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15 April 2024

Sri Lanka's Tamil separatist conflict far from over: analysts

In this handout picture released by the Sri Lankan Defence Ministry on January 3, 2009, is said to show government troops entering the Tamil Tiger political capital town of Kilinochchi, some 330 kilometers (202 miles) north of Colombo (AFP)

Sri Lankans celebrated the fall of the Tamil Tigers' de facto capital with street parties, but military observers say bloodier battles may still lie ahead as the rebels take refuge in the jungles.

The guerrillas, fighting for an independent homeland for Tamils, suffered a massive blow on Friday when they lost Kilinochchi, their political headquarters, in a concerted government offensive that lasted nearly two years.

But that does not mean the rebellion is dead, experts say.

"The fighting is far from over," said Susantha Seneviratne, a defence analyst for the Lankadeepa newspaper. "The bigger battles may yet to be fought. The Tigers can return to classic guerrilla counter-offensives."

Seneviratne said the Tigers, or Liberation Tigers of Tamil Eelam (LTTE), may have already prepared their defences in the northern jungle district of Mullaittivu, their final bastion.

"The thick green canopy favours the Tigers and they know the area better than anyone else," Seneviratne said, adding that the military's long-range weapons and air cover may be less effective in the Mullaittivu jungles.

The defence ministry on Saturday announced that troops were already heading to Mullaittivu, where the Tigers have shifted their political offices after the fall of Kilinochchi.

Tamil militant-turned-politician Dharmalingam Sithadthan agreed the capture of Kilinochchi was not the end of the island's drawn-out separatist conflict, but said it did mark a decisive phase in the military campaign.

"This is certainly not the end of the war," Sithadthan said. "We can say this is the beginning of the end of the LTTE if the military can repeat their Kilinochchi success in Mullaittivu too."

Sithadthan said it would be difficult for the Tigers to win back the military balance of power, but they could still carry out trademark suicide bombings to keep security forces -- and the wider population -- on edge.

Sri Lanka's army chief,  Lieutenant General Sarath Fonseka, said the Tigers may still have up to 1,900 fighters.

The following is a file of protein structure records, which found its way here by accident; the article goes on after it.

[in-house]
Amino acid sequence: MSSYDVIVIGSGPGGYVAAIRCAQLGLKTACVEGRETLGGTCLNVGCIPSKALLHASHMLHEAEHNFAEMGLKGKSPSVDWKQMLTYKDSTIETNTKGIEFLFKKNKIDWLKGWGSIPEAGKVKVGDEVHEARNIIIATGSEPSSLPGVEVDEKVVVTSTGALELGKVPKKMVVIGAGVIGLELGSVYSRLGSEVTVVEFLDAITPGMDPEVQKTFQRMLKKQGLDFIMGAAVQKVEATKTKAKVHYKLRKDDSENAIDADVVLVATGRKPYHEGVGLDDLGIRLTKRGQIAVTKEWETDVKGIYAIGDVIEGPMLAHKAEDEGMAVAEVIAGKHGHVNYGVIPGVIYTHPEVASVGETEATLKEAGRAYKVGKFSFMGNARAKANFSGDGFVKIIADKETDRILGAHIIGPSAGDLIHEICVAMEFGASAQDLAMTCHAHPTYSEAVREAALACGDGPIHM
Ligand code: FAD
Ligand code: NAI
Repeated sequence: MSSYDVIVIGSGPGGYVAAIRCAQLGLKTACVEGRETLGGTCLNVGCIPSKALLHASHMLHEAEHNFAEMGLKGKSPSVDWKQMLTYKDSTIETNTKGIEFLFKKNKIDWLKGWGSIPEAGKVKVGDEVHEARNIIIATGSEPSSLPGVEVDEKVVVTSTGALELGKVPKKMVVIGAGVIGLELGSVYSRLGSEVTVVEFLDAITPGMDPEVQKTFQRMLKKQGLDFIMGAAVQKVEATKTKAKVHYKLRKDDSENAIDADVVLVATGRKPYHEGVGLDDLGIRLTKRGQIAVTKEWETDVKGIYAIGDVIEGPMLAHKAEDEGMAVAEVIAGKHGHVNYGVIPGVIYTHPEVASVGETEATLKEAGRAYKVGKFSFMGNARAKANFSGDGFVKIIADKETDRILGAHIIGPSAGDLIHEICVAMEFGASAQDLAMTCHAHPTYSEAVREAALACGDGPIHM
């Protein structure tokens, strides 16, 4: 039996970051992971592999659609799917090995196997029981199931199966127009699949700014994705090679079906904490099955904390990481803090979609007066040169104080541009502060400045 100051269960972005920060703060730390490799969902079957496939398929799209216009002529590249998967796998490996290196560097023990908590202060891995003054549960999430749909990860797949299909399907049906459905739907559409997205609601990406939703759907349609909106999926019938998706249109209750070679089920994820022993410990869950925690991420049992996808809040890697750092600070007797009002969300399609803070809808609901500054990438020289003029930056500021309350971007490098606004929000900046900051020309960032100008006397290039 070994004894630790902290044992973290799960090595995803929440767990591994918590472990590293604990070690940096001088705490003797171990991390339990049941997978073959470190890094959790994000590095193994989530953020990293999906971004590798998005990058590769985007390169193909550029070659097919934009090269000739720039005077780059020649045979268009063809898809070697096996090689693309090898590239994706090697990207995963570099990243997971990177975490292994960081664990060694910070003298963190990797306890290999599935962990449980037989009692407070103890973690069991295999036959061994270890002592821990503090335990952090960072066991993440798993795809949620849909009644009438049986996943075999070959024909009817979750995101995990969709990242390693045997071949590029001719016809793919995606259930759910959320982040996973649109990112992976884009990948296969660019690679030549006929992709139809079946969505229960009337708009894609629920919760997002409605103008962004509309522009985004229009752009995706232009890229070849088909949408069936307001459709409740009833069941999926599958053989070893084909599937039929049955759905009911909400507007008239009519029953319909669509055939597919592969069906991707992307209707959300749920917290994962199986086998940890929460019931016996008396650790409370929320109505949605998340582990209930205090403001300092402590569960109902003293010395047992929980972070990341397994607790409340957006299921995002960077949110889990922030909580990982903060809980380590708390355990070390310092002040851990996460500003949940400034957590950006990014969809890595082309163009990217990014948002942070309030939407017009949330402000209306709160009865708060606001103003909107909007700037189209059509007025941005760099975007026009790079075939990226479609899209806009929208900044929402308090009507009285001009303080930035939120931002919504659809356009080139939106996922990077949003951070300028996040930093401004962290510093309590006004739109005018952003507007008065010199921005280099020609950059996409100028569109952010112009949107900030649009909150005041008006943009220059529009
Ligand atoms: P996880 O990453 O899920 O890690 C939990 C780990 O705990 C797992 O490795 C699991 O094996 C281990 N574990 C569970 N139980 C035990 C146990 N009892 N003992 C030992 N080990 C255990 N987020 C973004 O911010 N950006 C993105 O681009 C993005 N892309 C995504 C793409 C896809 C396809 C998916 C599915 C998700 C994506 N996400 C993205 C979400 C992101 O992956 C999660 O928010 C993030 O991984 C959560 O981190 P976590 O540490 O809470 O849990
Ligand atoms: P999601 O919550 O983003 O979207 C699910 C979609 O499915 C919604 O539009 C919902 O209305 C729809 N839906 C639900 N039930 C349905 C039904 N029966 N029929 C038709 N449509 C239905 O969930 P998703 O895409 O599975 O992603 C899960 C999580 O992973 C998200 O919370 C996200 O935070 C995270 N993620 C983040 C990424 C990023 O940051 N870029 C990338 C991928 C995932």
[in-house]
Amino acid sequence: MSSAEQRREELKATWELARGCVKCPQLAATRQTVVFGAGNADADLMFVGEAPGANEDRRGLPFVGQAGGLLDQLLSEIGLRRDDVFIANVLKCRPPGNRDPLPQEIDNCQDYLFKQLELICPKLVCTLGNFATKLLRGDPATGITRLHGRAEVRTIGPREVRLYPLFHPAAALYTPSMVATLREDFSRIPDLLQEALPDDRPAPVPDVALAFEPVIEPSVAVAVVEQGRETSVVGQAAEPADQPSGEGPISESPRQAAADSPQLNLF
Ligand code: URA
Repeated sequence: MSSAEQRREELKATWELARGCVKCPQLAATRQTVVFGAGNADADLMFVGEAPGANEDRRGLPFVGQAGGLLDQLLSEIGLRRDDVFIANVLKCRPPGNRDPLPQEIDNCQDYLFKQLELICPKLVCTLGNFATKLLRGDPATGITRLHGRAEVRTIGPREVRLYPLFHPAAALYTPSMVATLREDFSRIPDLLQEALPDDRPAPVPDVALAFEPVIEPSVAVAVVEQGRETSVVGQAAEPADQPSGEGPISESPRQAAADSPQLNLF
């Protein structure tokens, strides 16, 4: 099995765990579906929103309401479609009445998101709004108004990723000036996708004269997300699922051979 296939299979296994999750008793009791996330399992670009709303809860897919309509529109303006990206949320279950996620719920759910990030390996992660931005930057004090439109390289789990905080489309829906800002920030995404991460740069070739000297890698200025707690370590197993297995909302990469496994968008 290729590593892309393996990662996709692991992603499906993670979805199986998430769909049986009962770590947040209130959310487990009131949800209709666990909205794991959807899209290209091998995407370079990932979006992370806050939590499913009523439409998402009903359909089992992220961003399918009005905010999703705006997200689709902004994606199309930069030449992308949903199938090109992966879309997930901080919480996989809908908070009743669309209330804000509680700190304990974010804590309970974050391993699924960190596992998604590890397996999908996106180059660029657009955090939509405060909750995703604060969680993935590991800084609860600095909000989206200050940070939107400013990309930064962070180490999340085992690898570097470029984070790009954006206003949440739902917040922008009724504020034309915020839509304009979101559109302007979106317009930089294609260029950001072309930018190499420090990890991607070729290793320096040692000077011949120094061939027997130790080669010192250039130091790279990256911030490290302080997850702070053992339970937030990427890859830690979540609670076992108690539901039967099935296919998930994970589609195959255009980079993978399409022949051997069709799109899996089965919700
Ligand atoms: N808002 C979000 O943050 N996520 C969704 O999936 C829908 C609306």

"It won't take a year to finish them off, to eliminate them," Fonseka said after President Mahinda Rajapakse announced the capture of Kilinochchi on Friday.

Fonseka said taking Kilinochchi was the culmination of a major military offensive that began in March 2007, although the brutal separatist conflict erupted in 1972 and has since claimed tens of thousands of lives.

The Tigers were once regarded one of the world's most ruthlessly efficient guerrilla outfits, with its own naval and air wings, but their units appeared to collapse in Kilinochchi in the face of the superior military onslaught.

Rajapakse Friday acknowledged that the Tigers were a formidable foe, however, describing them as "accepted internationally as the most powerful terrorist organisation in the world".

And despite the loss of their political base -- arguably the biggest blow to the Tigers since the fall of their Jaffna peninsula stronghold in December 1995 -- the guerrillas have previously shown they can bounce back.

They initially lost Kilinochchi in 1996, but re-took the area two years later and controlled it until they were driven out on Friday.

Barely six months after government troops captured the northern Jaffna peninsula in 1995, the Tigers overran a military base in Mullaittivu, killing more than 1,200 soldiers.

The guerrillas also reversed military gains of 19 months in a matter of five days in November 1999, going on to dislodge the military from their Elephant Pass base at the entrance to Jaffna.

The government spent an estimated $1.6 billion on defence last year and plans to spend slightly more in 2009, underscoring concerns that the conflict may be far from over.